Every major cloud technology conference these days has multiple presentations about moving to a microservices architecture, so I did some research and tried to answer basic questions like what microservices are, what benefits and costs they provide to businesses, and when it might make sense to think about using them. My findings are summarized below; I think others may find it useful.
1. What Are Microservices?
The Netflix story is a great one for getting a basic understanding of microservices. Back in 2008, the Netflix website was one giant application, also referred to as a monolith in microservices lingo. The Netflix monolith had a lot of problems. For example, a simple error such as a missing semi-colon in the code base could bring down the entire Netflix website for several days. Also, developing new features was pretty slow as code changes (such as adding a new column to a database table) needed cross-functional teams to review and approve. Finally, and maybe most importantly, Netflix needed to move to the cloud so they could scale quickly enough to meet rising customer demand. Forklifting their monolith to the cloud wasn’t really an option, so they spent seven years adopting a Microservice architecture. This meant that they broke down their monolith into smaller, more manageable, and fully decoupled components, exposed through lightweight APIs.
The benefits of adopting a microservice architecture include:
a. Scaling Efficiently: Teams can easily scale out the application components that need more resources (such as authentication & payments), without having to scale out the entire application.
b. Raising Availability & Fault Tolerance: The decentralized nature of a microservice architecture eliminates single points of failure and delivers resilient, highly available applications that experience very little outage.
d. Getting Rid of Big Bang Deployments: Application deployment becomes a non-event as teams can deploy their services independently multiple times a day, without having to put the entire application in maintenance mode, or co-ordinate with other teams.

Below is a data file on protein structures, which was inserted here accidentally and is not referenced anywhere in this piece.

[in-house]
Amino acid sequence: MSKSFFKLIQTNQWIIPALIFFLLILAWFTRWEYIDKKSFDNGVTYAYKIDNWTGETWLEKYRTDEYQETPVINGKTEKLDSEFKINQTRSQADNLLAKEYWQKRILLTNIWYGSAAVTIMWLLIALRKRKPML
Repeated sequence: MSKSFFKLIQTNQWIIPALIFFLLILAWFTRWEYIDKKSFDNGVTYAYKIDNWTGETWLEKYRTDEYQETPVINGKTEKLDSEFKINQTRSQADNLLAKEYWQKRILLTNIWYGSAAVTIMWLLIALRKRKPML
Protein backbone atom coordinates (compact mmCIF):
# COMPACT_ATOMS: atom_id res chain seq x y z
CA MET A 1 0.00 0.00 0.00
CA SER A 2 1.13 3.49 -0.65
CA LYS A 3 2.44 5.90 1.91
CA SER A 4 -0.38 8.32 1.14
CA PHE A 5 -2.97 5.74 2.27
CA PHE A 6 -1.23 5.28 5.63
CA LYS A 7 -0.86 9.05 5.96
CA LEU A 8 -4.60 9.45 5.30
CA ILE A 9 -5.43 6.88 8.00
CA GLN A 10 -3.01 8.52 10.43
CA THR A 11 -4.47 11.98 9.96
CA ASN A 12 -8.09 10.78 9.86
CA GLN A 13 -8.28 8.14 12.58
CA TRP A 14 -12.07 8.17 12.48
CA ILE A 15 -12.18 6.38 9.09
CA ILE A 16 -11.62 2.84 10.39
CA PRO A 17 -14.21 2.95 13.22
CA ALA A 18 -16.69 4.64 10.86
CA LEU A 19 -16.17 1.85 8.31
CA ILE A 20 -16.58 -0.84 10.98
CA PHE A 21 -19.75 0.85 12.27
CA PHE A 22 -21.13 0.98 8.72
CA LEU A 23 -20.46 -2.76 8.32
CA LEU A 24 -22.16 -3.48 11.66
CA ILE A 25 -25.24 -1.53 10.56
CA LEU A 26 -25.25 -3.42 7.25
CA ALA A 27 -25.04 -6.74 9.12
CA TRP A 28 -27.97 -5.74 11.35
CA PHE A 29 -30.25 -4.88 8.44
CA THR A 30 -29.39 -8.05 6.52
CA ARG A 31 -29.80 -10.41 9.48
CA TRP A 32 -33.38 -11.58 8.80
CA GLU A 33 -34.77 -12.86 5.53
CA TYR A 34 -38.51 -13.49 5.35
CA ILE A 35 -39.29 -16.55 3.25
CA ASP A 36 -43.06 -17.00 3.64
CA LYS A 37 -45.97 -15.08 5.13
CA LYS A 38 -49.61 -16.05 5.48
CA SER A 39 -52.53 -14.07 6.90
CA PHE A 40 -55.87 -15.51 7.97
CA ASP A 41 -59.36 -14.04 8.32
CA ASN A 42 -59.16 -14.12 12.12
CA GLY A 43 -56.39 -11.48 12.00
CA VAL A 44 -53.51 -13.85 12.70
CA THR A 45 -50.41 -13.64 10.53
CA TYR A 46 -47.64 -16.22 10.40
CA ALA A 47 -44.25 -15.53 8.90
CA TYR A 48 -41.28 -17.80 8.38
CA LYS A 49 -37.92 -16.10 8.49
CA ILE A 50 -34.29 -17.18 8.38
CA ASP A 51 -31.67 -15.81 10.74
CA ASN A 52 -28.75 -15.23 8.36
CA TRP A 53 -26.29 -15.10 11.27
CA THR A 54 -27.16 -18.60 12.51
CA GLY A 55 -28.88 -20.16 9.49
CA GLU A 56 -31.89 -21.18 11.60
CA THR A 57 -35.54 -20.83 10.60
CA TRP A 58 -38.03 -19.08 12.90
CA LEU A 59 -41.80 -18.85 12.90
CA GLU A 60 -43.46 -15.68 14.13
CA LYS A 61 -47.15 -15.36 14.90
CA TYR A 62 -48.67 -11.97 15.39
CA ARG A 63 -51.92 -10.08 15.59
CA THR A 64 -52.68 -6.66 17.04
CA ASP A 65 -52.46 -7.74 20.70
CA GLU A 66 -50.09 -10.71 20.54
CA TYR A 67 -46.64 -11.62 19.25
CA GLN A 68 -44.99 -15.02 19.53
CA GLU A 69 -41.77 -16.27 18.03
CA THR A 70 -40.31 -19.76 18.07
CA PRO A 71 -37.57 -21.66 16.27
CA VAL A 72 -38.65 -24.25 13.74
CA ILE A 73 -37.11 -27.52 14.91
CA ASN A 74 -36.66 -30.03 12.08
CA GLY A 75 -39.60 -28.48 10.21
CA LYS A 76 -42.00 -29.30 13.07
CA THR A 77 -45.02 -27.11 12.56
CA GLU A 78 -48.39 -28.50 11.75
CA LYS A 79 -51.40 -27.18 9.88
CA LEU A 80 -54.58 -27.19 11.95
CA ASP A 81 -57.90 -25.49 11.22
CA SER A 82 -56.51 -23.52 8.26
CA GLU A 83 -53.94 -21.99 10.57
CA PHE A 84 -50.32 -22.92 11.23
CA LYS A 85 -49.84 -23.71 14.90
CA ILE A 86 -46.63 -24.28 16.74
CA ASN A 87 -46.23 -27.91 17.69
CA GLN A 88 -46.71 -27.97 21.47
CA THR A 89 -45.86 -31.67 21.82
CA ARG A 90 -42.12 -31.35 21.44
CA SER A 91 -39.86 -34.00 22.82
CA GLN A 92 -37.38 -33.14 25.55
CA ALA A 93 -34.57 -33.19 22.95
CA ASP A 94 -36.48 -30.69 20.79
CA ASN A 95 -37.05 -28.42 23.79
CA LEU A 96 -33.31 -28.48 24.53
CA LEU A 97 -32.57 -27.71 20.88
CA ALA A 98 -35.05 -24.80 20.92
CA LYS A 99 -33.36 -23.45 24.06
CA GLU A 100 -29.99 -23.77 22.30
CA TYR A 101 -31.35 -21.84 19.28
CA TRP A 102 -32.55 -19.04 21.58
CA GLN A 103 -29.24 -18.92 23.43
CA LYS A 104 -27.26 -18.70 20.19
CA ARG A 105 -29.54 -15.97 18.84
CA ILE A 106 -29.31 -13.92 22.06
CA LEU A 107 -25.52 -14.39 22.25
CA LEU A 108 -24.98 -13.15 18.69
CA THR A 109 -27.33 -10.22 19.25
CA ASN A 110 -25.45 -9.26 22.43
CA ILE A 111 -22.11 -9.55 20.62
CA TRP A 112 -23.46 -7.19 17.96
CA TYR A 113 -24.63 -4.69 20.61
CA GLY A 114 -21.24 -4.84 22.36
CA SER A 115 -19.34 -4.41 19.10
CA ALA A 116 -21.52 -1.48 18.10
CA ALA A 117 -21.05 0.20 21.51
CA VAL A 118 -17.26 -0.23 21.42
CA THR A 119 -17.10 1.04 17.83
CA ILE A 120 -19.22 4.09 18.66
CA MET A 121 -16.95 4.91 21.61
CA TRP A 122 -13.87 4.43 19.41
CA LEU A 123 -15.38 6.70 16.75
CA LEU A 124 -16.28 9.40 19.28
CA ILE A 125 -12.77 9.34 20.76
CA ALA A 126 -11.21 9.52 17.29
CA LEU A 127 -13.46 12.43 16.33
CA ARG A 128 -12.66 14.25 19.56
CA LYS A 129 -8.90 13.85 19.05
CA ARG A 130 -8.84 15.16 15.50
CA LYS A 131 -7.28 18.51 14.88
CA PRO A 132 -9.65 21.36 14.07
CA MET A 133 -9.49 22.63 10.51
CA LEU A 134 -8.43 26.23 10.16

e. Giving Teams Technical Autonomy: Teams can implement their service using whatever technologies they prefer, as long as these services are exposed through standard APIs.
Despite their numerous benefits, microservices come with the following costs:
a. Microservices Imply an Org. Change: At its heart, microservice architectures are about creating the autonomous teams that can build, run and manage independent and loosely coupled services. This usually means a change from the current org. structure, and we all know how painful and emotional org. changes can be.
b. Application Architectures are More Complex: Every microservice architecture is essentially a distributed system, which means that things like monitoring, testing, and end-to-end visibility of the system become really really hard. Also, moving developers between teams becomes more difficult as their new team may work on a completely different stack from their current team.
3. When To Think About Adopting Microservices
According to Martin Fowler, a microservices thought leader, there are a few housekeeping items you need to address before moving your critical applications to a microservice architecture. They include:
a. Rapid Provisioning: You should be able to provision new servers in minutes and not days.
b. Monitoring: You need to know what’s going on within your application; where things are failing and why.
c. Rapid Deployment: Your deployment processes should be automated, and should take minutes and not days.
If you are interested in diving a little deeper into microservices, here are a few resources I found to be super helpful:
a. Blog Post on Why You Can’t Talk About Microservices Without Mentioning Netflix.
b. Video of Microservices Overview by Martin Fowler – Very good overview.
c. Video of Microservices at Netflix Scale: Principles, Tradeoffs, and Lessons Learned by Ruslan Meshenberg (Director of Platform Engineering @ Netflix) – A little more technical depth, but nothing overwhelming. Good presenter.
d. Video of What I Wish I Had Known Before Scaling Uber to 1000 Services by Matt Ranney (Chief Systems Architect @ Uber) – A lot of focus on the people side of microservices.